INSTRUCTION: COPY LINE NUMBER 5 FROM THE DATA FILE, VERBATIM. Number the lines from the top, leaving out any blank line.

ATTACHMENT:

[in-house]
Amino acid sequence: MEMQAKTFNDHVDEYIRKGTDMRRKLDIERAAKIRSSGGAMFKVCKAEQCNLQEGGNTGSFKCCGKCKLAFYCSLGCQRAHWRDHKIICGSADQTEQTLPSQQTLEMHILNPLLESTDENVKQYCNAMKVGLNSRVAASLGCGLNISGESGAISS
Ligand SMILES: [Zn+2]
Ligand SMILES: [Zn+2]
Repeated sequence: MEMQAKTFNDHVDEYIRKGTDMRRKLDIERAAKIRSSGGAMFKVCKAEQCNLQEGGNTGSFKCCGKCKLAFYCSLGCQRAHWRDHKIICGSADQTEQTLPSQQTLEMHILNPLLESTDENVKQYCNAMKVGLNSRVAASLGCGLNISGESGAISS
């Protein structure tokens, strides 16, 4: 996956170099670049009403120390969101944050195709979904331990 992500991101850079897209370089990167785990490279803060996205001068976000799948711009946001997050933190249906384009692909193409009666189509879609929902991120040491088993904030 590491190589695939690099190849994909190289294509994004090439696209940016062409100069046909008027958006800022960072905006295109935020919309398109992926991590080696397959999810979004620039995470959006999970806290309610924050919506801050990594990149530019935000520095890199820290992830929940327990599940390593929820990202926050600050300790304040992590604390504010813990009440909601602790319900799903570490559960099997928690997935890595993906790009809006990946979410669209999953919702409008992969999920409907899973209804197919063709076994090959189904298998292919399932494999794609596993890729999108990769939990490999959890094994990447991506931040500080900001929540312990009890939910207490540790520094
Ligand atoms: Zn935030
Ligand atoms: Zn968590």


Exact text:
Repeated sequence: MEMQAKTFNDHVDEYIRKGTDMRRKLDIERAAKIRSSGGAMFKVCKAEQCNLQEGGNTGSFKCCGKCKLAFYCSLGCQRAHWRDHKIICGSADQTEQTLPSQQTLEMHILNPLLESTDENVKQYCNAMKVGLNSRVAASLGCGLNISGESGAISS